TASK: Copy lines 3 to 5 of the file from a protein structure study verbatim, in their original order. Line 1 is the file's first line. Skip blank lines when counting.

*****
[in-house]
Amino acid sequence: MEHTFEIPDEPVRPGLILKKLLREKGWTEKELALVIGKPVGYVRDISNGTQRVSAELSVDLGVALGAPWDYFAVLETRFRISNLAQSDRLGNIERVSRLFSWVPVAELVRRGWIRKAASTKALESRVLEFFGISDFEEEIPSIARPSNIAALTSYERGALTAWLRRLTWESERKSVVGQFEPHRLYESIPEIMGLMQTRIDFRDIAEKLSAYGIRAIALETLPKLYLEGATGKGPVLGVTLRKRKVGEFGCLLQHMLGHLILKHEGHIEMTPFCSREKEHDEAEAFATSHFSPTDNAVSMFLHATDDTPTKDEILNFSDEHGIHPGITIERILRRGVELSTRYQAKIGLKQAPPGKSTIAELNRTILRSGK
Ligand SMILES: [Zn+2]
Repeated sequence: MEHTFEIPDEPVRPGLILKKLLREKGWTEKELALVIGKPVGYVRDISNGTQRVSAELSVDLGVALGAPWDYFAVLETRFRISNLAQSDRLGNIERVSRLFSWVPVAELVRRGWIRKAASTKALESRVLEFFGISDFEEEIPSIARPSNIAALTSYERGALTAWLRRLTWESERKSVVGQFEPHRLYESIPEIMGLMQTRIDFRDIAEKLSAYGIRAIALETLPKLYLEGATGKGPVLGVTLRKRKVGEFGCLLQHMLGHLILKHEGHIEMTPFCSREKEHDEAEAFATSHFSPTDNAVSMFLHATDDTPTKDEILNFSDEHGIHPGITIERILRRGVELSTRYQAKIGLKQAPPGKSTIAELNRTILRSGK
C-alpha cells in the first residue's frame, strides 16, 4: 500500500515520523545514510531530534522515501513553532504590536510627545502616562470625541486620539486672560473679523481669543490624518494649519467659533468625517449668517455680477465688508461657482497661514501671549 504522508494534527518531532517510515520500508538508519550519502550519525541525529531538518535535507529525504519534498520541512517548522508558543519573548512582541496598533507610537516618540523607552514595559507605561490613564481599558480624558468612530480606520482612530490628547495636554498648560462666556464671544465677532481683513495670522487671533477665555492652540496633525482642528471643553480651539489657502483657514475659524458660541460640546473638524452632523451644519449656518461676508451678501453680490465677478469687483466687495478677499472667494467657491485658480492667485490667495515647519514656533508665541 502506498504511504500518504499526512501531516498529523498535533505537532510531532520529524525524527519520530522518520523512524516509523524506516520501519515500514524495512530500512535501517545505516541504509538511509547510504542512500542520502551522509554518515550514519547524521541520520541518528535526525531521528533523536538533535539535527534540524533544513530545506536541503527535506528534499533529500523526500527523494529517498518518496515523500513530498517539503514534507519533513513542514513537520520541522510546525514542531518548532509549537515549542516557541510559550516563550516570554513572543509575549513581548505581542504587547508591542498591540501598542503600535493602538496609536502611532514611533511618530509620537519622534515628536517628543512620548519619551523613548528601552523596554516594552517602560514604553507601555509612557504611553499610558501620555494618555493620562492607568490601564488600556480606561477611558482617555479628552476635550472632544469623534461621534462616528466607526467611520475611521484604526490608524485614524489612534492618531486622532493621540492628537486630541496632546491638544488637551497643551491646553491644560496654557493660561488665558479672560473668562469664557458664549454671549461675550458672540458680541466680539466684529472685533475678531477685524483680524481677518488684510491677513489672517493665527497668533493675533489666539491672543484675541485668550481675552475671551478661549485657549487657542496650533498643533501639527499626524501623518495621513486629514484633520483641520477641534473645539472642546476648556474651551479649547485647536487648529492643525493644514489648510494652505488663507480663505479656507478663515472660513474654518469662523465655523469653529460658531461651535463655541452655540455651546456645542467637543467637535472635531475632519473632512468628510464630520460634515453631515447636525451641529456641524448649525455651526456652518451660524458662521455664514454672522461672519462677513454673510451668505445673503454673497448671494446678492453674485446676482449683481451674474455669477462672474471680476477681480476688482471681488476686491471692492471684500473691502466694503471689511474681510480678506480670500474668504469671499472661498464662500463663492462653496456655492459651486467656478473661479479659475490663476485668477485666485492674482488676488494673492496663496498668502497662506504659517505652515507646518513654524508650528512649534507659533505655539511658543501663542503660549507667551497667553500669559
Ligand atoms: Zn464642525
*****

Ligand SMILES: [Zn+2]
Repeated sequence: MEHTFEIPDEPVRPGLILKKLLREKGWTEKELALVIGKPVGYVRDISNGTQRVSAELSVDLGVALGAPWDYFAVLETRFRISNLAQSDRLGNIERVSRLFSWVPVAELVRRGWIRKAASTKALESRVLEFFGISDFEEEIPSIARPSNIAALTSYERGALTAWLRRLTWESERKSVVGQFEPHRLYESIPEIMGLMQTRIDFRDIAEKLSAYGIRAIALETLPKLYLEGATGKGPVLGVTLRKRKVGEFGCLLQHMLGHLILKHEGHIEMTPFCSREKEHDEAEAFATSHFSPTDNAVSMFLHATDDTPTKDEILNFSDEHGIHPGITIERILRRGVELSTRYQAKIGLKQAPPGKSTIAELNRTILRSGK
C-alpha cells in the first residue's frame, strides 16, 4: 500500500515520523545514510531530534522515501513553532504590536510627545502616562470625541486620539486672560473679523481669543490624518494649519467659533468625517449668517455680477465688508461657482497661514501671549 504522508494534527518531532517510515520500508538508519550519502550519525541525529531538518535535507529525504519534498520541512517548522508558543519573548512582541496598533507610537516618540523607552514595559507605561490613564481599558480624558468612530480606520482612530490628547495636554498648560462666556464671544465677532481683513495670522487671533477665555492652540496633525482642528471643553480651539489657502483657514475659524458660541460640546473638524452632523451644519449656518461676508451678501453680490465677478469687483466687495478677499472667494467657491485658480492667485490667495515647519514656533508665541 502506498504511504500518504499526512501531516498529523498535533505537532510531532520529524525524527519520530522518520523512524516509523524506516520501519515500514524495512530500512535501517545505516541504509538511509547510504542512500542520502551522509554518515550514519547524521541520520541518528535526525531521528533523536538533535539535527534540524533544513530545506536541503527535506528534499533529500523526500527523494529517498518518496515523500513530498517539503514534507519533513513542514513537520520541522510546525514542531518548532509549537515549542516557541510559550516563550516570554513572543509575549513581548505581542504587547508591542498591540501598542503600535493602538496609536502611532514611533511618530509620537519622534515628536517628543512620548519619551523613548528601552523596554516594552517602560514604553507601555509612557504611553499610558501620555494618555493620562492607568490601564488600556480606561477611558482617555479628552476635550472632544469623534461621534462616528466607526467611520475611521484604526490608524485614524489612534492618531486622532493621540492628537486630541496632546491638544488637551497643551491646553491644560496654557493660561488665558479672560473668562469664557458664549454671549461675550458672540458680541466680539466684529472685533475678531477685524483680524481677518488684510491677513489672517493665527497668533493675533489666539491672543484675541485668550481675552475671551478661549485657549487657542496650533498643533501639527499626524501623518495621513486629514484633520483641520477641534473645539472642546476648556474651551479649547485647536487648529492643525493644514489648510494652505488663507480663505479656507478663515472660513474654518469662523465655523469653529460658531461651535463655541452655540455651546456645542467637543467637535472635531475632519473632512468628510464630520460634515453631515447636525451641529456641524448649525455651526456652518451660524458662521455664514454672522461672519462677513454673510451668505445673503454673497448671494446678492453674485446676482449683481451674474455669477462672474471680476477681480476688482471681488476686491471692492471684500473691502466694503471689511474681510480678506480670500474668504469671499472661498464662500463663492462653496456655492459651486467656478473661479479659475490663476485668477485666485492674482488676488494673492496663496498668502497662506504659517505652515507646518513654524508650528512649534507659533505655539511658543501663542503660549507667551497667553500669559